Randolph Heritage was founded in 1994 to preserve the unique built environment of Franklinville, a cotton mill village founded in 1838 on Deep River in Randolph County, North Carolina. The site of grist mills dating back to the 1770s, the Franklinville factory was a unique effort by local Quakers and anti-slavery activists to create a form of financial investment that did not involve human slavery.
Though the factory was ultimately taken over by slave-owning investors, that heritage caused Franklinville to become a center of manumission, abolition and Underground Railroad activities up to the time of the Civil War. Even then, the community was home to the Red String, the anti-Confederate or Peace Party faction in local politics.
After the war Franklinville hosted one of the three Freedmen Schools in the county, and became a bastion of the Republican party. Before 1900 the community not only had two cotton mills, but an ironworks, chair factory, and barrel-making factory.
More than 200 acres of the community were included in the creation of the Franklinville National Historic District in 1985.
The community still boasts more than two dozen structures built before 1860, the largest collection in the county. While the 1913 Roller Mill and 1856 Upper Cotton Mill were damaged or destroyed by arsonists in 1991 and 2010, there are still major examples of the fabric of the antebellum cotton mill village.
The natural resources of Deep River have recently been recognized in its designation as a North Carolina Blueway trail, and the Town is commited to developing the adjoining Deep River Rail Trail on the right-of-way of the Cape Fear and Yadkin Valley Railway.
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Textile manufacturing has been called the “catalyst of the Industrial Revolution,” and it definitely was the force that transformed the American economy from agriculture to industry. Textile technology represents ingenious efforts of countless inventors to replicate the motions of human fingers, hands and feet methods through machinery. The collection of tools and machinery curated by the American Textile History Museum was the most extensive and unique assemblage of textile craft and industrial mechanisms ever brought together in the United States.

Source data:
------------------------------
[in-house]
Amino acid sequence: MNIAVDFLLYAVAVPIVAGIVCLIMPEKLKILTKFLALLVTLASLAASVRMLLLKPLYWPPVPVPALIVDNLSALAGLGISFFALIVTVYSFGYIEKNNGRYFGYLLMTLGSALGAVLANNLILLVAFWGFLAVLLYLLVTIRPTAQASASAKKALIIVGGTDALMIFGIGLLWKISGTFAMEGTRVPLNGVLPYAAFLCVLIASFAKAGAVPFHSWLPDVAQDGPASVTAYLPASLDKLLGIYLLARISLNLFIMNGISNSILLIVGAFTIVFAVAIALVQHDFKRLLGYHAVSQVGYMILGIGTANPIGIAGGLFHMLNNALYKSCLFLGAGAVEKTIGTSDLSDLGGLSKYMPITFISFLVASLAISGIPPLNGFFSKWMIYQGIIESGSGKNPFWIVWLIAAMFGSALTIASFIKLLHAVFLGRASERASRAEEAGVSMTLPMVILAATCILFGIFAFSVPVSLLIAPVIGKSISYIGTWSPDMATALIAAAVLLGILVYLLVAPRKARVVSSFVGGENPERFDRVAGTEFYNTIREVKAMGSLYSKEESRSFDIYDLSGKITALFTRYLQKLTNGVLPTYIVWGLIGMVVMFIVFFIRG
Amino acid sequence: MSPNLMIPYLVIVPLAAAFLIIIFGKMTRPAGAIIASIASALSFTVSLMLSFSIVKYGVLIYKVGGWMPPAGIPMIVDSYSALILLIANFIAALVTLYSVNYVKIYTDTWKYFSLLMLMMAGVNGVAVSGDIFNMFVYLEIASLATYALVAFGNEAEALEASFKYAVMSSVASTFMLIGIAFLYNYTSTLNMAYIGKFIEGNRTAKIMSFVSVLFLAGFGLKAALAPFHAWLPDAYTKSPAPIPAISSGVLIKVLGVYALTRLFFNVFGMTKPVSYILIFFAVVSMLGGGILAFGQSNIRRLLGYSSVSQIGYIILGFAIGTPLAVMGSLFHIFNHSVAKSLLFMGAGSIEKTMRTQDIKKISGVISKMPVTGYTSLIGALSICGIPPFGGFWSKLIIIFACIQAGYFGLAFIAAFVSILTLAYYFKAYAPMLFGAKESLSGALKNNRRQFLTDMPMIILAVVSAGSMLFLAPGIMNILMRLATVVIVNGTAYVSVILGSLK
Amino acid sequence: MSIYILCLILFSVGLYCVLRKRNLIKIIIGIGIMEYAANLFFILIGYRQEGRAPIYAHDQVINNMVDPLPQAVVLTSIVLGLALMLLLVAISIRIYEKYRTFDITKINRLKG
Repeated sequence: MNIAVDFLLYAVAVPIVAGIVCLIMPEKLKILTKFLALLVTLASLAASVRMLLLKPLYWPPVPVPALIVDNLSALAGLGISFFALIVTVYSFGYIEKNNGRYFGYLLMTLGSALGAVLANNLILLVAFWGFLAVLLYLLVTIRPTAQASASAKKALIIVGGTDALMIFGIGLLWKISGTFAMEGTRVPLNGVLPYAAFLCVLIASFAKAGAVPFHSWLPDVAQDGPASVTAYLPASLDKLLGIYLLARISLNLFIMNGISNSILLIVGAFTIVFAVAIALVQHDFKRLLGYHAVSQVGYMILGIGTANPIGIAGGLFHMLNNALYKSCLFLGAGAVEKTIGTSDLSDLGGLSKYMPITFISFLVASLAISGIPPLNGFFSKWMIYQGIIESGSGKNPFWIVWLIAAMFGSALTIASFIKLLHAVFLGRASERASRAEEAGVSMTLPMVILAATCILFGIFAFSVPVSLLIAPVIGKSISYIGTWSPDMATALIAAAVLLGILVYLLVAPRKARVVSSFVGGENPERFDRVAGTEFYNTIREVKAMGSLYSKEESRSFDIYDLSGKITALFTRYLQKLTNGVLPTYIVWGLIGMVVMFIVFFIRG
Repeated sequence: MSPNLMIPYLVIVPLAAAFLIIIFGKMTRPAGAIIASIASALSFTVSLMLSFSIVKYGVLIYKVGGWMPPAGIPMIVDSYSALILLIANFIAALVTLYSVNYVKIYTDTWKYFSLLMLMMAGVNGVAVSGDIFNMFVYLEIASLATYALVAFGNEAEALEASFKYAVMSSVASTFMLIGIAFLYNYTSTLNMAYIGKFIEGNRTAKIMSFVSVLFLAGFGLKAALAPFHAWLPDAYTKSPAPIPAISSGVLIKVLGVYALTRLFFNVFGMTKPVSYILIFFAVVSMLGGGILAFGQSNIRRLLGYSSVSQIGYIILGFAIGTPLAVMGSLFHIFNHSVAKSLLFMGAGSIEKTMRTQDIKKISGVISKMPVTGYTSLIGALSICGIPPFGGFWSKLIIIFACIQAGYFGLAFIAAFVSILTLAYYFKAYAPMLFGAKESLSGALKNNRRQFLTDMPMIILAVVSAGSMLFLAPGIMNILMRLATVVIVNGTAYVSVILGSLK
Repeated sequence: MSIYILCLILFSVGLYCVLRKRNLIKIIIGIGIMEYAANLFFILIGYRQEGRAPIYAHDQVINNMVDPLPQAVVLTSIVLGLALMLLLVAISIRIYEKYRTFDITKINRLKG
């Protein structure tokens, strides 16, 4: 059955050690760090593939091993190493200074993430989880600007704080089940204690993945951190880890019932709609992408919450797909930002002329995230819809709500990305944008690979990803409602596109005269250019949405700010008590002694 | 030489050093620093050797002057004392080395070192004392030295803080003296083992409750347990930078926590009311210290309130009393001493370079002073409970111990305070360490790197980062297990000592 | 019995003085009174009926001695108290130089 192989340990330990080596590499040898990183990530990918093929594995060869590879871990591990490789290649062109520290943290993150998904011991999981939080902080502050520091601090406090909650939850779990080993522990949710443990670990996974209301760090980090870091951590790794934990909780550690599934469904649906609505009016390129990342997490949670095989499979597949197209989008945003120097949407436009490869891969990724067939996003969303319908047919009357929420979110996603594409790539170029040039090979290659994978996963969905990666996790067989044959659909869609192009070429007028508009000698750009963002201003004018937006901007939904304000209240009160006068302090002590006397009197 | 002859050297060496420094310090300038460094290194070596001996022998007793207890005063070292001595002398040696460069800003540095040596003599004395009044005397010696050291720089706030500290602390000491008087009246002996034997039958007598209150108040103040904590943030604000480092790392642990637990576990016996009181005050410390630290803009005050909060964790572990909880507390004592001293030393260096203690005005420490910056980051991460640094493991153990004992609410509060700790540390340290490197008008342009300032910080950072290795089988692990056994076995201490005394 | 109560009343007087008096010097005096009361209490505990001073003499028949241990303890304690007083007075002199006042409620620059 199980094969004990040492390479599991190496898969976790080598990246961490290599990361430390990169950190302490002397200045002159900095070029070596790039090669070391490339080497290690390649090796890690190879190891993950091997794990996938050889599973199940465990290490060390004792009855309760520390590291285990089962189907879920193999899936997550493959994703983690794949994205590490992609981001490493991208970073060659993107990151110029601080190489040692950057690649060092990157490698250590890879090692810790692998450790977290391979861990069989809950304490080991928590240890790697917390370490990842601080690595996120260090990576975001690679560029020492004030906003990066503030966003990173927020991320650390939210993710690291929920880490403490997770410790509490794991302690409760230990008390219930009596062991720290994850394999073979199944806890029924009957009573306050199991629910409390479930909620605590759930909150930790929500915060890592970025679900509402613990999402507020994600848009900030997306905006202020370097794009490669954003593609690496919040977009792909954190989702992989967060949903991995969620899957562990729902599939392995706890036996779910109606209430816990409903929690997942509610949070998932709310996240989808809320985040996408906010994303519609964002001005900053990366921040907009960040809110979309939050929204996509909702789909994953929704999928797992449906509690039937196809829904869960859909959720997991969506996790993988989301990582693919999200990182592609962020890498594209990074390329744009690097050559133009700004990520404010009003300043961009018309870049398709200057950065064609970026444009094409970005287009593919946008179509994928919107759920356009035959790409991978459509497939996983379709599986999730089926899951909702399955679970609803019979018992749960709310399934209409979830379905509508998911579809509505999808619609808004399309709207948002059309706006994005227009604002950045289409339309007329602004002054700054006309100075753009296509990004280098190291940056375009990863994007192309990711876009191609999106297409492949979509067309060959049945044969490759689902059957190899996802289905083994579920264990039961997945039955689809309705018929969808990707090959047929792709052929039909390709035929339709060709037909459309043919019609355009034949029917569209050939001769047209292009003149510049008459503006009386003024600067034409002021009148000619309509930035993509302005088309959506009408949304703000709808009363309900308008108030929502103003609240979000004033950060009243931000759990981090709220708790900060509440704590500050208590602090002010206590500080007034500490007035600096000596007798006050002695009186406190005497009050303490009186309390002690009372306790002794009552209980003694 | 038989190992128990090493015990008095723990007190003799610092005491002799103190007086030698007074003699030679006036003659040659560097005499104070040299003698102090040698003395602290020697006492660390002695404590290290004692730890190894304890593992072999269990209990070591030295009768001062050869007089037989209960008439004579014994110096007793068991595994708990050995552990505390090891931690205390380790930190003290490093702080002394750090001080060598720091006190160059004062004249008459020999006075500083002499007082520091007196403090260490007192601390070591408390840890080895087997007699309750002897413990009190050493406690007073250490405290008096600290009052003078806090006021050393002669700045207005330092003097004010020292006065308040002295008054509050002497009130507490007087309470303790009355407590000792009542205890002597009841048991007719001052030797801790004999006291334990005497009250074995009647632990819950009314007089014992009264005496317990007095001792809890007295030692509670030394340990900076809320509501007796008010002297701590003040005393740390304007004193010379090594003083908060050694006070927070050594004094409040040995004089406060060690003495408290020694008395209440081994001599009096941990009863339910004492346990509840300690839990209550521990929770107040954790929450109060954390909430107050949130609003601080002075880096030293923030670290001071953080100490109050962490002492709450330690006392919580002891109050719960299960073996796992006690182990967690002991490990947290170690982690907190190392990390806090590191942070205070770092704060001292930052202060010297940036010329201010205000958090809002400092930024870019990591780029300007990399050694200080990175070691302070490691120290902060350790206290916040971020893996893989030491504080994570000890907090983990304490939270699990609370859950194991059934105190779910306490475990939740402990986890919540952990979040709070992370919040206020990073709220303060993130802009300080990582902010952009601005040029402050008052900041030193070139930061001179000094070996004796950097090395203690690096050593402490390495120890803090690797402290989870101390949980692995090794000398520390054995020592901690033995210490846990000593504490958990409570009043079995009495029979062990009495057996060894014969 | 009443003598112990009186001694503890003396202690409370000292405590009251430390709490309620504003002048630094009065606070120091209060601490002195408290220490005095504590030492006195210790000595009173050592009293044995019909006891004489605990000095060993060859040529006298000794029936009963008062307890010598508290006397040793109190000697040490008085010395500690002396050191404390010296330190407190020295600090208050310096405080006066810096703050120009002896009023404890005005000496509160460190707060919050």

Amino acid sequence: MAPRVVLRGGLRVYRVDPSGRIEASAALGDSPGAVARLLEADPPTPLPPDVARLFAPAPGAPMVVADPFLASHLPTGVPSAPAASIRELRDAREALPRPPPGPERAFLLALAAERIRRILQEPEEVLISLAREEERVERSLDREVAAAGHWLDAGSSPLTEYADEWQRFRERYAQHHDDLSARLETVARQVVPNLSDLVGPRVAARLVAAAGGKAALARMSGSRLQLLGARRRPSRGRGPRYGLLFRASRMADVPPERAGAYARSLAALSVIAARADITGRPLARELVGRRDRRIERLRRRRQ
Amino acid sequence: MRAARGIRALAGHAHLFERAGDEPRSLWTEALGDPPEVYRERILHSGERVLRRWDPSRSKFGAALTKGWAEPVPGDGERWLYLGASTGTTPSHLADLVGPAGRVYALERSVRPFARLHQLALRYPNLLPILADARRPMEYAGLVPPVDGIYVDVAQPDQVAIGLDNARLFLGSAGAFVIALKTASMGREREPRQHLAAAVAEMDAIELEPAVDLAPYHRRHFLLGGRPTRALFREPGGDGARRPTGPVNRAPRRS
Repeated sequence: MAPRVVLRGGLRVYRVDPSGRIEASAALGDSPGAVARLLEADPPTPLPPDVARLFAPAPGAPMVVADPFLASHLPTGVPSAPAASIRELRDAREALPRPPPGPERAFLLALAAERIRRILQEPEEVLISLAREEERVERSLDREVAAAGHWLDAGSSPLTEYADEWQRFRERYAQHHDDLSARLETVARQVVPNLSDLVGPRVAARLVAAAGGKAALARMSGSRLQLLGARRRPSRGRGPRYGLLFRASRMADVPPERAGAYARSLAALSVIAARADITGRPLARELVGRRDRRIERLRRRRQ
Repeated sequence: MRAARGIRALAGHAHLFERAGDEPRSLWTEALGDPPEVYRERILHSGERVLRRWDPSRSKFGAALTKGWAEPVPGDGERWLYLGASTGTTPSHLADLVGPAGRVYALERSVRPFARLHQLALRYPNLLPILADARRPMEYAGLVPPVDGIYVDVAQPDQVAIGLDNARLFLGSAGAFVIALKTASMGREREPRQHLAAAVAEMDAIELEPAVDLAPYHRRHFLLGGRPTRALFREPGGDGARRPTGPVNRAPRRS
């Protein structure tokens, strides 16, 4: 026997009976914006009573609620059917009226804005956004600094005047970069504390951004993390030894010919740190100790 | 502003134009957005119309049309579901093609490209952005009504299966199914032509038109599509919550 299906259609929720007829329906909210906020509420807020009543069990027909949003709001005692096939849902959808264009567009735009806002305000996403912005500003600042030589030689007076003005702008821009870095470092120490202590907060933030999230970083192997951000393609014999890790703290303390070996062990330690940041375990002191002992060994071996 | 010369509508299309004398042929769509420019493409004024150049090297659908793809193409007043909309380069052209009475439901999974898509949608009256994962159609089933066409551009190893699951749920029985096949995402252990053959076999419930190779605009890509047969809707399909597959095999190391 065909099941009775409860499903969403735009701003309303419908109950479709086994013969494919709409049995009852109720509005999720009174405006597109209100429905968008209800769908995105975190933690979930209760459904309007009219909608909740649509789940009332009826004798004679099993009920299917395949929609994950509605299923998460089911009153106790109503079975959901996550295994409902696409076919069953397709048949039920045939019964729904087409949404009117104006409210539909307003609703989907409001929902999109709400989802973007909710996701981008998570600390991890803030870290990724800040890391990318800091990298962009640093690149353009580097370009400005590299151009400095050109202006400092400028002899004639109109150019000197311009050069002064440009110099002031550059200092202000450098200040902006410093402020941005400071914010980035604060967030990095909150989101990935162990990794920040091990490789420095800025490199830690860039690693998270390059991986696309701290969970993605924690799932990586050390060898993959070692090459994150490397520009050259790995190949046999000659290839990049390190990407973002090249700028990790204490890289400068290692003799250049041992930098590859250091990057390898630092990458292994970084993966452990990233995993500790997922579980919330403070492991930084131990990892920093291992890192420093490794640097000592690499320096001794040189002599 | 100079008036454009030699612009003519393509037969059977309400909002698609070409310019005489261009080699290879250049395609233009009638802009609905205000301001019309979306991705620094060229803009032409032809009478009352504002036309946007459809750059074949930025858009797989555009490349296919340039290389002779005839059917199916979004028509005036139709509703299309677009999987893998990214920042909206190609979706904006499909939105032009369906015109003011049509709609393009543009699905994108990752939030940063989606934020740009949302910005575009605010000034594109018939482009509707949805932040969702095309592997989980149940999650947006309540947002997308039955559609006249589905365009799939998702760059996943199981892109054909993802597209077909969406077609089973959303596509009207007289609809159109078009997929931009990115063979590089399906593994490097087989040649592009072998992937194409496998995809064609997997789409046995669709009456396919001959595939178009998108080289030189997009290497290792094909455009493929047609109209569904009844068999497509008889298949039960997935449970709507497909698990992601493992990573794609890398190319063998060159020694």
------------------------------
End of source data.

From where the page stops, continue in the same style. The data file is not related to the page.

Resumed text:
Caroline Stevens Rogers (1894-1985), great-granddaughter of the founder of J.P. Stevens & Co., donated her family’s extensive collection of textile tools as the foundation of the Merrimack Valley Textile Museum in North Andover, Massachusetts. From 1960 to 2016, the Museum, later renamed the American Textile History Museum, documented the woolen, cotton, flax and silk industries in New England and beyond through its collections of pre-industrial and powered industrial-era machinery, flat textiles and the rich collections of its library and archive.
In 2017 financial considerations forced the museum to close and disperse its collections, sending the archive and library to Cornell University, the craft tools to the Marshfield School of Weaving in Vermont, and the bulk of the industrial machinery collection to the Randolph Heritage Conservancy in North Carolina. That collection, named a landmark of American Mechanical Engineering in 2000 by the American Society of Mechanical Engineers, is now warehoused in Franklinville, North Carolina. Among the highlights are: a spinning jenny from 1792; a slubbing billy from ca. 1810; a four-part wool card line built in Bridesburg, Penn. circa 1870; an M.A. Furbush & Son power loom built in Philadelphia about 1870; the only known frame of an Empire loom built in New York about 1860; the only known Danforth Cap Spindle spinning frame; French stocking knitting frames, ca. 1820, and three 19th century horsehair looms. The collection of Draper and Crompton & Knowles power looms are especially comprehensive.
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The American Textile Hall of Fame, established in 2001, honors leaders past and present who have contributed to advancing the art, science or history of textiles in America. Begun by the American Textile History Museum in Lowell, Massachusetts, individuals, companies or historical figures were inducted into the Hall of Fame until 2010.
When American Textile History Museum closed the Hall of Fame was transferred to Randolph Heritage, and is now displayed in a special gallery space at Revolution Mill Lofts in Greensboro, NC.
New honorees will be inducted in the near future.
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